Friday, October 21, 2011

On Becoming Better

In a 1996 BYU Devotional, President Hinckley gave a challenge to youth, which of course, includes all of us. (I'm only chronologically old, but my spirit is still very young.) He said:

"You are good. But it is not enough just to be good. You must be good for something. You must contribute good to the world. The world must be a better place for your presence. And the good that is in you must be spread to others.

"I do not suppose that any of us here this day will be remembered a thousands years from now. I do not suppose that we will be remembered a century from now.

"But in this world so filled with problems, so constantly threatened by dark and evil challenges, you can and must rise above mediocrity, above indifference. You can become involved and speak with a strong voice for that which is right.

"You cannot simply sit in your laboratory or your library and let the world drift along in its aimless way. It needs your strength, your courage, your voice in speaking up for those values which can save it." (Pres. Gordon B. Hinckley, Sept 17, 1996)

When I think of the world being a better place for my presence, it is totally overwhelming. What kind of difference can I make? I'm an insignificant nobody! Then the Spirit whispers that I have raised a family who are all contributing to make the world a better place. And each kind deed I do really does make the world better for that person who was the recipient of that deed. As I teach my Laurel class each Sunday, I'm trying to instill in them good values and set a good example for them as they watch what I do in my personal life.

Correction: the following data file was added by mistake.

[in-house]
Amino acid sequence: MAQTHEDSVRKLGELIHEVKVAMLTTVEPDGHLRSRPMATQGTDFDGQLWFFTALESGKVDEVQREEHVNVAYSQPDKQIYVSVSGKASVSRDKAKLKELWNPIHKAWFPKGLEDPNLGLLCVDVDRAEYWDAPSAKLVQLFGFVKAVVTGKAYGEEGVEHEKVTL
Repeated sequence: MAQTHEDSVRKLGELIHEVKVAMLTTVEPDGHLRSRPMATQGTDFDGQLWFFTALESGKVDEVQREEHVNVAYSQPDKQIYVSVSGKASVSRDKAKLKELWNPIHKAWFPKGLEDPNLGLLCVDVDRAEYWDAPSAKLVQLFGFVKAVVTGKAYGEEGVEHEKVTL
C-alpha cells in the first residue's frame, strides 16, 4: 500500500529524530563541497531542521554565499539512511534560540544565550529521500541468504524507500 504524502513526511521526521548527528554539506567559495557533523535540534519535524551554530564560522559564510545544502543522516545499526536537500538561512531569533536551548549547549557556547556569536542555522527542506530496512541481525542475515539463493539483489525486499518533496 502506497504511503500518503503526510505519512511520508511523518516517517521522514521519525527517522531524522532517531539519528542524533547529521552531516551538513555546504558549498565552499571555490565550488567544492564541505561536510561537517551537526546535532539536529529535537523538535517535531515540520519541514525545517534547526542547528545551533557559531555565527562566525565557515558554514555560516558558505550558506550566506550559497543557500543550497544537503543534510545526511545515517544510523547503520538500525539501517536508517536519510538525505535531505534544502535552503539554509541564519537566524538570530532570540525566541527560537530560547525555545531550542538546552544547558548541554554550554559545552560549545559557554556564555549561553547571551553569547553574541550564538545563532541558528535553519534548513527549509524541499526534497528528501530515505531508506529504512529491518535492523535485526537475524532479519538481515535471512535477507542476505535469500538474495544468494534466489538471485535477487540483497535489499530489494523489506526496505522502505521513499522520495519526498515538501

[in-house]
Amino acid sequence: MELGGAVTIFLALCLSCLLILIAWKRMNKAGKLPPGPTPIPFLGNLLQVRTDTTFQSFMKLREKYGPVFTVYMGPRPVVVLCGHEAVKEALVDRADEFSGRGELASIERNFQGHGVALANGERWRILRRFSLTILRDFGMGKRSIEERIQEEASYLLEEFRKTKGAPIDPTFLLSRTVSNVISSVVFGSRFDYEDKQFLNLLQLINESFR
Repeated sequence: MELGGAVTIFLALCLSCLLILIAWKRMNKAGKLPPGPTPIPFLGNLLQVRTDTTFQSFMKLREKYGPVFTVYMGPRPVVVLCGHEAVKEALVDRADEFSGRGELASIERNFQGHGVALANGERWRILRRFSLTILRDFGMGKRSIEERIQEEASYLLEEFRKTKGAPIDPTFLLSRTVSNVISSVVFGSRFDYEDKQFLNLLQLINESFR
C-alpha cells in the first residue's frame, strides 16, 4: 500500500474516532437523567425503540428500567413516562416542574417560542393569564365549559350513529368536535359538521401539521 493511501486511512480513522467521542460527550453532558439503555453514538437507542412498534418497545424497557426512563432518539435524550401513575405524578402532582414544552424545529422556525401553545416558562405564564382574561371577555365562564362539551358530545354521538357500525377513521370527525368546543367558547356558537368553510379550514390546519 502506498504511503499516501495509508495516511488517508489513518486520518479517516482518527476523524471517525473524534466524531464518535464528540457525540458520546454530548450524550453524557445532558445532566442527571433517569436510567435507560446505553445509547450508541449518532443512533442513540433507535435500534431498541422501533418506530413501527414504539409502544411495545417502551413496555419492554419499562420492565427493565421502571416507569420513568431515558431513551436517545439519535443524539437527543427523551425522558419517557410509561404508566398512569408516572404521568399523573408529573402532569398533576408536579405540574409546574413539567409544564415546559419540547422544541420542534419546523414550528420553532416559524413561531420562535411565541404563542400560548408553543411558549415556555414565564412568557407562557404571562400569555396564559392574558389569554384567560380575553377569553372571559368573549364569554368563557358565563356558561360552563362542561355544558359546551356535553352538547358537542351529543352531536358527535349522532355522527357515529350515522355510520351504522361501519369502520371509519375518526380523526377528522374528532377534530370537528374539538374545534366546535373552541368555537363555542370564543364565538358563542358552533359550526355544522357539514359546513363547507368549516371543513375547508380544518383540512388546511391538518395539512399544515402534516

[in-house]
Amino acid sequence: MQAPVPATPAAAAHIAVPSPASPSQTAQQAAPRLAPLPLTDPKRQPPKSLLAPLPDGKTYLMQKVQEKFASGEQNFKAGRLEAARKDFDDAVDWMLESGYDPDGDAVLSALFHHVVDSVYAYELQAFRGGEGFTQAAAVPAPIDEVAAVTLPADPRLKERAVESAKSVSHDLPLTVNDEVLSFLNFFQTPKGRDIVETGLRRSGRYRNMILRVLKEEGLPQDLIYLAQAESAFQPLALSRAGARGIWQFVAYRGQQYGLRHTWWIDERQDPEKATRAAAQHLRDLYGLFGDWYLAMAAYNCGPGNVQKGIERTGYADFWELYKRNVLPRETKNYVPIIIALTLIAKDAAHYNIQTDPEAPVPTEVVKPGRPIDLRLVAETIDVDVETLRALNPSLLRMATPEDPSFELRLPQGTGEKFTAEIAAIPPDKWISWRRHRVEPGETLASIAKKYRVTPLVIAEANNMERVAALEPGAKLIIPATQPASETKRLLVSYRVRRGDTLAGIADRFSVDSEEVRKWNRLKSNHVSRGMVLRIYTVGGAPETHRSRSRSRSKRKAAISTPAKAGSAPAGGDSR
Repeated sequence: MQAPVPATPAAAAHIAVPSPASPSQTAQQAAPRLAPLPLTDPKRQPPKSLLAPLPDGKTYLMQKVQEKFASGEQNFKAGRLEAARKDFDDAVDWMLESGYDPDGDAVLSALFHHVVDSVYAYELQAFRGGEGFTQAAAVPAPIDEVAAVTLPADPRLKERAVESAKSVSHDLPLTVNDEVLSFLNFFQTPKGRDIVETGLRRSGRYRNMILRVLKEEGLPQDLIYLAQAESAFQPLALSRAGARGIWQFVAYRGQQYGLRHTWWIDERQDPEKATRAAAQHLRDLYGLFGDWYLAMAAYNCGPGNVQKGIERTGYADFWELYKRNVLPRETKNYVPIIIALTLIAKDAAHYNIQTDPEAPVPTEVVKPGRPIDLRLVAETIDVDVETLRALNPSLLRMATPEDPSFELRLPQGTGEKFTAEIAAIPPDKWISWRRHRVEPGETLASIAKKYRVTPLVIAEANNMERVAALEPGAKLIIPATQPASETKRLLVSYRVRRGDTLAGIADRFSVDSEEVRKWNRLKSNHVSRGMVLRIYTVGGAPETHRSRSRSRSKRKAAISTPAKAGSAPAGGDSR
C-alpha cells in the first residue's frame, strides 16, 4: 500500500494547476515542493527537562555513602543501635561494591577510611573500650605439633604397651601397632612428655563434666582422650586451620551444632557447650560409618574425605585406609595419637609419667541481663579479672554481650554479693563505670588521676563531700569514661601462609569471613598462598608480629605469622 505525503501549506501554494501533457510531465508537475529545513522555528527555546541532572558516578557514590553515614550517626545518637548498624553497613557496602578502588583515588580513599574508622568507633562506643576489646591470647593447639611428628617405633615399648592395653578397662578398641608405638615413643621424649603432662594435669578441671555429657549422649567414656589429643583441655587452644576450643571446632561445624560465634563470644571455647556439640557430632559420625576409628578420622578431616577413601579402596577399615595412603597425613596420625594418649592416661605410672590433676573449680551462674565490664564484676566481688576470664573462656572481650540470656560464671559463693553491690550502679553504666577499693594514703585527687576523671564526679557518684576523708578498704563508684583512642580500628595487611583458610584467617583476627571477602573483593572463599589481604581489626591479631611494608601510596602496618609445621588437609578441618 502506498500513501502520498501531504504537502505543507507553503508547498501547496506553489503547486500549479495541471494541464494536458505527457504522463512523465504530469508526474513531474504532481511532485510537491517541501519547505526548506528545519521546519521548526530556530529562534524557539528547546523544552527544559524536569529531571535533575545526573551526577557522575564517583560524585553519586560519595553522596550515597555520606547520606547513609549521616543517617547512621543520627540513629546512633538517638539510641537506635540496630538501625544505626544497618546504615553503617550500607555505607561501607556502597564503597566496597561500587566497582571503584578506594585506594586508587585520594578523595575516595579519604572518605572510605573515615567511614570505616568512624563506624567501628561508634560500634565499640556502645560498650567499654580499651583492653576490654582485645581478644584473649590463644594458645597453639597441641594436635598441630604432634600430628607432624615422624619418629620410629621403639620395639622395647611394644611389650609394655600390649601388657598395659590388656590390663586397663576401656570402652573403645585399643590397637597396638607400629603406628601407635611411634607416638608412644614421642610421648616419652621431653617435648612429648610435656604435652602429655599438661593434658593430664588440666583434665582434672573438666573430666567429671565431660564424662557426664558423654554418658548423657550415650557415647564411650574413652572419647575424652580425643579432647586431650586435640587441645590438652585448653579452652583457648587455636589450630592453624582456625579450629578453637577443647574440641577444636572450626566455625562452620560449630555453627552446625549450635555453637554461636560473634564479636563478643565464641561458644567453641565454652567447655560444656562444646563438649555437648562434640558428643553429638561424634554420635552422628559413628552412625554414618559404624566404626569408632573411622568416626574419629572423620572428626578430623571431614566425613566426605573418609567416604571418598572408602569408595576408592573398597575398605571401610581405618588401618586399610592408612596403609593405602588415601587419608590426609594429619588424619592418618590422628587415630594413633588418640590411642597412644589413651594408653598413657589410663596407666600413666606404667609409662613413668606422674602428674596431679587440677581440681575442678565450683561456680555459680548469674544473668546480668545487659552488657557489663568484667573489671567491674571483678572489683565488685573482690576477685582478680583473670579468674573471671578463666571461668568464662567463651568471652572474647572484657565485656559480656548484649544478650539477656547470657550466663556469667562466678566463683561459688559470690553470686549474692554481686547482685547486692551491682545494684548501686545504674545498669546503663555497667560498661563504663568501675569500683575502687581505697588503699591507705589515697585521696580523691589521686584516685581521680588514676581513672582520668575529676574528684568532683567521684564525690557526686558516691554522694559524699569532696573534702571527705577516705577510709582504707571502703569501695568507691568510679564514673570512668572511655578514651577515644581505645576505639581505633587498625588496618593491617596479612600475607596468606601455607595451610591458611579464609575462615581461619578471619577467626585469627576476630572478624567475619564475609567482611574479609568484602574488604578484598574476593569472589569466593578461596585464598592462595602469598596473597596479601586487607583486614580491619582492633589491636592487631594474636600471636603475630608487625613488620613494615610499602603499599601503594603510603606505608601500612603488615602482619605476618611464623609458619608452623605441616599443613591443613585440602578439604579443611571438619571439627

I'm trying desperately to finish this ghost story by Thanksgiving but yesterday my husband was rebuilding our patio and he needed my help to hoist the big pieces of lumber onto the braces. I made his world a lot better by listening for the saw to finish, then run out to help him before he struggled to lift the heavy wood by himself. Result: two pages accomplished inside. A healthy, happier uninjured husband outside. Then we laughed while we cleaned the tar off each other when we finished. Our marriage was also improved. The world was a better place.

Today I had the entire day marked off to write. But a friend who suffers from incredible pain wanted to go to lunch. She hasn't been to church for weeks because of her pain, so how could I turn her down now that she is feeling improved enough to venture out? Sometimes just the smallest of sacrifices on our part can make the greatest difference to someone else.

I will never claim to be a great writer but if my meager efforts at storytelling can help someone through their painful chemo and radiation treatments, I'm delighted. If I can provide something wholesome instead of worldly for a teenager to read, I'm happy. If I can lift the spirits of a sister who is struggling, I'm content that just maybe I can make a difference, and the world will be better because I am here.

1 comment:

Gale Sears said...

I love the wise counsel from Pres. Hinckley. Thank you for sharing your insight into this character trait. I will pass the words of wisdom on to family members.